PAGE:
The chief executive of an Australian property development firm has been called to testify in the Dh44 million Dubai Waterfront fraud case.
Property chief summoned in Dubai Waterfront fraud case
DUBAI // The chief executive of an Australian property development firm has been called to testify in the Dh44million Dubai Waterfront fraud case.
Judge El Saeed Bargouth yesterday summoned David Brown, the chief executive of the Sunland Group that owns the Palazzo Versace.
He will be cross examined in a case involving two compatriots, former senior executives of the Dubai Waterfront project who face corruption charges for allegedly defrauding the Sunland Group.
M J, the chief executive of the Dubai Waterfront project, and ML, his deputy, are charged with obtaining Dh44m in illegal profits and giving false information about the ownership and value of a plot of land.
In yesterday's hearing, M J and ML's defence team questioned Mohammed Mustafa Hussein, the lead fraud investigator from the Dubai Financial Audit Department.
Advocates Salim al Sha'ali and Ali al Shamsi, representing the defendants, presented the court with e-mail communications between Mr Hussein and a number of witnesses during the course of the investigation. In these e-mails, witnesses claim that Mr Brown denied the payment of any funds to the defendants.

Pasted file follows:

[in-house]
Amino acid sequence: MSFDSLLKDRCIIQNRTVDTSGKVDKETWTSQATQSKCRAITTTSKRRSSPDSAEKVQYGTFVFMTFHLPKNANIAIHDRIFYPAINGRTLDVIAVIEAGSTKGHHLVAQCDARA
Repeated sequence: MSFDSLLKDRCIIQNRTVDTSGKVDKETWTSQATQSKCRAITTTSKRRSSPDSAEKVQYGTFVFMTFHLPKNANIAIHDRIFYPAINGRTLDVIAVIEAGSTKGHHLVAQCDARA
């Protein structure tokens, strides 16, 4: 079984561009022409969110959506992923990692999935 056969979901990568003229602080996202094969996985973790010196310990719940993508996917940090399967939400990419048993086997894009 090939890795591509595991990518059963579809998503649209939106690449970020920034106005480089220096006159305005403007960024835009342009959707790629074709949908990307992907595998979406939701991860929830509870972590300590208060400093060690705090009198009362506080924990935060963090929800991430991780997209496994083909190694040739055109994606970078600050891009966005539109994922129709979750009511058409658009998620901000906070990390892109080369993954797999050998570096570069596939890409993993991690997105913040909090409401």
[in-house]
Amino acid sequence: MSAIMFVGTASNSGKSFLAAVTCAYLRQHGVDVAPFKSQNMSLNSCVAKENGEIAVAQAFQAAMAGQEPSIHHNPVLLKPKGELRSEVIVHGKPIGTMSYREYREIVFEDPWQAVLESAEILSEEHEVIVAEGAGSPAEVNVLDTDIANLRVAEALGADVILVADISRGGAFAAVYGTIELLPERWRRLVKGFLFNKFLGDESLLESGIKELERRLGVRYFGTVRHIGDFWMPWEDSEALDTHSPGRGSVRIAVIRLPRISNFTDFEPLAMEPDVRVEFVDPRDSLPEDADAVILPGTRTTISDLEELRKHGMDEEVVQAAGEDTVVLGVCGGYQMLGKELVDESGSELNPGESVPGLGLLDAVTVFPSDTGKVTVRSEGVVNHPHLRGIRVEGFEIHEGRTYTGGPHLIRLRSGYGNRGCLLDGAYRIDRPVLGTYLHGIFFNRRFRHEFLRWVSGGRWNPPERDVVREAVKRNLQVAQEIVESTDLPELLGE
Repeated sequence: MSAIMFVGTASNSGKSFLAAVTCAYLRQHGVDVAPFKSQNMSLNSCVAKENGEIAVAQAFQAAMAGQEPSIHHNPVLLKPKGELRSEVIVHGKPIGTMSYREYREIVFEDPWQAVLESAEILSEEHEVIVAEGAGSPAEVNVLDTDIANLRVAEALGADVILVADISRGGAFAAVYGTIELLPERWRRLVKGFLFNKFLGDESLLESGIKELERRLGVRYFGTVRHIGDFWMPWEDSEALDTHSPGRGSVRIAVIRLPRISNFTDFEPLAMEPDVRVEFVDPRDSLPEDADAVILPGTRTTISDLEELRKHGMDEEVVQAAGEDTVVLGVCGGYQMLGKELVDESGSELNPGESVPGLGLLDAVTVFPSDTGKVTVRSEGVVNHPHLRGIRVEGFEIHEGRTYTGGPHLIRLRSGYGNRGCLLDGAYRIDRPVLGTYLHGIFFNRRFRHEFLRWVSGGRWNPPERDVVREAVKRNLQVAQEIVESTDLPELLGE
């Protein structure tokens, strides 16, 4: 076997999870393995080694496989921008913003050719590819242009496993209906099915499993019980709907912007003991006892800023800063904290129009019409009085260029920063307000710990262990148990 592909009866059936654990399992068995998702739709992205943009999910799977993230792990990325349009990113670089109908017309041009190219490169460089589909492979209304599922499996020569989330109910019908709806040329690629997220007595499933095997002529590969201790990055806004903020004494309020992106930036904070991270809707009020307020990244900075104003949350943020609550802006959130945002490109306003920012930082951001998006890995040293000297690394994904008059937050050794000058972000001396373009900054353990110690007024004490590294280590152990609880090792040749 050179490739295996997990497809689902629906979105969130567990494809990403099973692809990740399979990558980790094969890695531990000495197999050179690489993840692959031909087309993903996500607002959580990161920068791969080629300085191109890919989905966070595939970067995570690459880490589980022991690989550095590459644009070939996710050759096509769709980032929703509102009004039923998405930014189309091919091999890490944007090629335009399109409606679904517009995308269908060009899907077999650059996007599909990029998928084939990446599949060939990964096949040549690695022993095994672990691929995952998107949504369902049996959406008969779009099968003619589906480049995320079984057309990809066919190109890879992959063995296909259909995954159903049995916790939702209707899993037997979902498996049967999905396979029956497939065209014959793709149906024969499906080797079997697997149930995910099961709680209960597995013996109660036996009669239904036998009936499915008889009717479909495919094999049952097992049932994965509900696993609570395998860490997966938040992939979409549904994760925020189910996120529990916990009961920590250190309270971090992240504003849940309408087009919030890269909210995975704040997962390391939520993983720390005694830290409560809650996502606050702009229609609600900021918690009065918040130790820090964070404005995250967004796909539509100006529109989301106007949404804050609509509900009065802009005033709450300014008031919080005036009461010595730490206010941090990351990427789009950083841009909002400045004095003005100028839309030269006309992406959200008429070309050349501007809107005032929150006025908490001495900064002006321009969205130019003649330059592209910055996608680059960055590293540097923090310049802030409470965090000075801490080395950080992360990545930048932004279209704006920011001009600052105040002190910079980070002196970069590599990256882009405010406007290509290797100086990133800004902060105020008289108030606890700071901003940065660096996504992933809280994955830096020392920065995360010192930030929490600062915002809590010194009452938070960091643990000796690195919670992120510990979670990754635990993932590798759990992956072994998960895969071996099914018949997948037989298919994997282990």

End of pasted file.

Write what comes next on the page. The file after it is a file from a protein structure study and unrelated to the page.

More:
Mr Hussein responded to the statements, claiming that further investigations revealed that both men in fact engineered the fraud.
"During the investigation, we acquired documents that show these payments were made and ended in three overseas accounts - one of them belonging to M J," he said.
When questioned about M L's involvement, Mr Hussein responded that ML prepared false price estimates that were based on fraudulent calculations.
"ML deceived Nakheel into approving lower prices for the land that Sunland purchased. He offered benefits to Sunland without prior approval, and used outdated sources to set the price guide," he said.
According to public prosecution documents, the two defrauded Sunland Group and Nakheel by selling a plot of land below cost-price, then asked Sunland Group to pay a company named Prudentia Holdings Dh44m, saying they held ownership rights to the plot.
Mr Hussein told the court that the money should have been paid to Nakheel and not Prudentia Holdings, and that Prudentia was involved in the fraud.
The chief executive of Prudentia Holdings, the Australian AR, is being tried in absentia along with Dubai Waterfront's chief legal counsel, compatriot AB. The court will reconvene on December 5 to hear Mr Brown's testimony.